THE NEIGHBORHOOD ASSOCIATION, INC., A/K/A PINE WOODS ASSOCIATION v. JILL M. LIMBERGER et al., SC 19509

Judicial District of Tolland at Rockville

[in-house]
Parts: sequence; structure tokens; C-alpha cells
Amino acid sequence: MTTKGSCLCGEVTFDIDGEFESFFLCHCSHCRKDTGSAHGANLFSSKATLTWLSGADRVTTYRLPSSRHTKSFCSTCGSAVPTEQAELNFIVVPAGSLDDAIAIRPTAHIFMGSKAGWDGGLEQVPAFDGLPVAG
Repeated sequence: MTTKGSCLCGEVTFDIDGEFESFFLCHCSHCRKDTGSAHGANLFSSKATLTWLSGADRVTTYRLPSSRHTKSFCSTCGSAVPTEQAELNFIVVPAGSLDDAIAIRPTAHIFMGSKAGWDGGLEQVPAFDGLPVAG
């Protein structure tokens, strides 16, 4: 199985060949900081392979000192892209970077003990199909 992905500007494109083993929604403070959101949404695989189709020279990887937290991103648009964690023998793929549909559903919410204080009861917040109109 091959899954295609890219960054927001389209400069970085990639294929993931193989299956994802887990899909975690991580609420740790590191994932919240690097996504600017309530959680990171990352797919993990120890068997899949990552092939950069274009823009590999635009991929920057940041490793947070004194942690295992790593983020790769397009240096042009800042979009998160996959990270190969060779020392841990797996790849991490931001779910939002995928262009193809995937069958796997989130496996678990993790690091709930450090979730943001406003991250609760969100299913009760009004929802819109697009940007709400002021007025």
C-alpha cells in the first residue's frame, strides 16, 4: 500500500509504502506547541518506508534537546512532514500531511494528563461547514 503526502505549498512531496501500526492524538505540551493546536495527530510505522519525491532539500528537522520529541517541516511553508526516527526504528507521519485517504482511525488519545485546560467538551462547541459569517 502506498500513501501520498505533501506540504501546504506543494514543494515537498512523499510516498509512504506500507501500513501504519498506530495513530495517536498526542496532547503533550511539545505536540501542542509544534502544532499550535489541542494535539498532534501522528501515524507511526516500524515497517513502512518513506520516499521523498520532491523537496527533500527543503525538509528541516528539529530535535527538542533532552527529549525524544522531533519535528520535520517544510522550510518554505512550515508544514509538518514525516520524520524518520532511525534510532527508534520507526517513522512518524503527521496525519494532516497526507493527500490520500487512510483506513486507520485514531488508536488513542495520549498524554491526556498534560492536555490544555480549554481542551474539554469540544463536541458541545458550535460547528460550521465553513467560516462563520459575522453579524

Foreclosure; Condominiums; Whether Condominium Association’s Executive Board was Required to Provide Notice to Unit Owners of Proposed Foreclosure Policy.  The plaintiff condominium association brought this foreclosure action pursuant to the Common Interest Ownership Act (act), General Statutes § 47-200 et seq., alleging that defendant Jill M. Limberger, who owns a unit in the plaintiff’s condominium complex, had failed to pay certain common expense assessments.  The defendant moved to dismiss the action, claiming that the plaintiff had failed to comply with General Statutes § 47-258 (m), which provides that an association may not commence an action to foreclose a lien on a unit unless (1) the unit owner owes at least two months of common expense assessments; (2) the association has made a demand for payment in a record and has provided a copy of the record to the unit owner; and (3) the executive board has either voted to commence a foreclosure action against the unit or has adopted a standard policy that provides for foreclosure against the unit.  The defendant argued that the plaintiff had failed to either vote to commence a foreclosure action against the defendant’s unit or to adopt a standard policy that permitted it to bring a foreclosure action against the unit.  The trial court denied the motion, finding that the plaintiff’s board of directors had adopted a standard policy for the enforcement of the plaintiff’s liens, which encompassed the foreclosure of the lien against the defendant’s unit.  The court rejected the defendant’s claim that the board’s enforcement policy constituted a rule change that required the board to provide notice to the unit owners of both the proposed and adopted policies pursuant to General Statutes § 47-261b.  It noted that General Statutes § 47-202 (31) defines a “rule” as a policy that governs the conduct of persons or the use or appearance of property.  It then opined that the board’s adoption of the fee collection system did not regulate the conduct of residents or the use and appearance of property at the condominium complex.  The court explained that the policy instead constituted an internal business operating procedure that was to be used for the day-to-day operations of the complex.  Accordingly, the court held that the board acted properly in voting to adopt the new enforcement standards without giving notice to the unit owners.  Thereafter, the court found that the plaintiff was entitled to a judgment of foreclosure, determining that the other statutory prerequisites of § 47-258 (m) had been satisfied, including the requirement that the defendant be more than two months behind in association fee payments.  The court also rejected the defendant’s special defense of payment, finding that she had failed to present any evidence in support of that defense.  The defendant appeals, arguing, among other things, that the trial court improperly found that the plaintiff had complied with the requirements of § 47-258 (m) and that she had failed to prove her special defense of payment.